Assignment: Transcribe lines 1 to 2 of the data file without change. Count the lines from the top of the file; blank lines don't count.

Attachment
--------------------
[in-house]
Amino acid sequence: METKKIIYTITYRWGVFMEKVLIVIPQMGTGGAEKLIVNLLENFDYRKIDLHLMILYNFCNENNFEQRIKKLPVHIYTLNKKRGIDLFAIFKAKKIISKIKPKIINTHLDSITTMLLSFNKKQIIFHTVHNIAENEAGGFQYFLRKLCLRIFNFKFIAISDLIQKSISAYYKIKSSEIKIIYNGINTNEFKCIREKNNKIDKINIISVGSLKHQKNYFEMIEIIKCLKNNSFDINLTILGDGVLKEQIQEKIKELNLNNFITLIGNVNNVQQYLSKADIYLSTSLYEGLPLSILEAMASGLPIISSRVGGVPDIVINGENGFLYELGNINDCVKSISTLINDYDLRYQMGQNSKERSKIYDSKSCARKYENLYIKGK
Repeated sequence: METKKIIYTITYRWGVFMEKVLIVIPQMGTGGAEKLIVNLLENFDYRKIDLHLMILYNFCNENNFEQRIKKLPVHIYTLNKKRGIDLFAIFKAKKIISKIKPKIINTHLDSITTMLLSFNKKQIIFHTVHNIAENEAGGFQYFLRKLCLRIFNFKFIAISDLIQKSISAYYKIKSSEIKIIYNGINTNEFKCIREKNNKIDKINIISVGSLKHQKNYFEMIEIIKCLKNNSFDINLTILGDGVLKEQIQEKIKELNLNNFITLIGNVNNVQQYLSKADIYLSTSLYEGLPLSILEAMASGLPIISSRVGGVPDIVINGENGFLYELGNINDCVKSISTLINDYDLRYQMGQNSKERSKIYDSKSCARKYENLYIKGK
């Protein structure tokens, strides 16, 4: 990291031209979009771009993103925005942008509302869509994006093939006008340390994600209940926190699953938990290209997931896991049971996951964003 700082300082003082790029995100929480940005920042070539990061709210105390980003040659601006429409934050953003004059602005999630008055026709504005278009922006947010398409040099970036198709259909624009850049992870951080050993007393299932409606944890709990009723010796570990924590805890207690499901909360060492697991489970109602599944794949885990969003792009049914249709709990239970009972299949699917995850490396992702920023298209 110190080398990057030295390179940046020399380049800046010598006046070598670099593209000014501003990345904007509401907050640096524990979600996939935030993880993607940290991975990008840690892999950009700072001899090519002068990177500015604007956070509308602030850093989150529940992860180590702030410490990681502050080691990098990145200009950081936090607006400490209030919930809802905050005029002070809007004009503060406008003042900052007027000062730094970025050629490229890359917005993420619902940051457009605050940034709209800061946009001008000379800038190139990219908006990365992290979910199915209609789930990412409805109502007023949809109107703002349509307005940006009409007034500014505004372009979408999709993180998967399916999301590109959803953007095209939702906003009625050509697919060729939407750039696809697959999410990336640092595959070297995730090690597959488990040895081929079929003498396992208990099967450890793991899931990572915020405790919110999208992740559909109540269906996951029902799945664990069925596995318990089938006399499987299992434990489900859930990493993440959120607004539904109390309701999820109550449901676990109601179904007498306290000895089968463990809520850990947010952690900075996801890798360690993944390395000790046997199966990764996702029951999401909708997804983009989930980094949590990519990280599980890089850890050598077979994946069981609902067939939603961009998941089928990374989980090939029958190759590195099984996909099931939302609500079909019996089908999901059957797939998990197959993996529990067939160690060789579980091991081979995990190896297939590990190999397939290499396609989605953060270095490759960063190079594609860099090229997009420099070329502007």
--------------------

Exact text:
[in-house]
Amino acid sequence: METKKIIYTITYRWGVFMEKVLIVIPQMGTGGAEKLIVNLLENFDYRKIDLHLMILYNFCNENNFEQRIKKLPVHIYTLNKKRGIDLFAIFKAKKIISKIKPKIINTHLDSITTMLLSFNKKQIIFHTVHNIAENEAGGFQYFLRKLCLRIFNFKFIAISDLIQKSISAYYKIKSSEIKIIYNGINTNEFKCIREKNNKIDKINIISVGSLKHQKNYFEMIEIIKCLKNNSFDINLTILGDGVLKEQIQEKIKELNLNNFITLIGNVNNVQQYLSKADIYLSTSLYEGLPLSILEAMASGLPIISSRVGGVPDIVINGENGFLYELGNINDCVKSISTLINDYDLRYQMGQNSKERSKIYDSKSCARKYENLYIKGK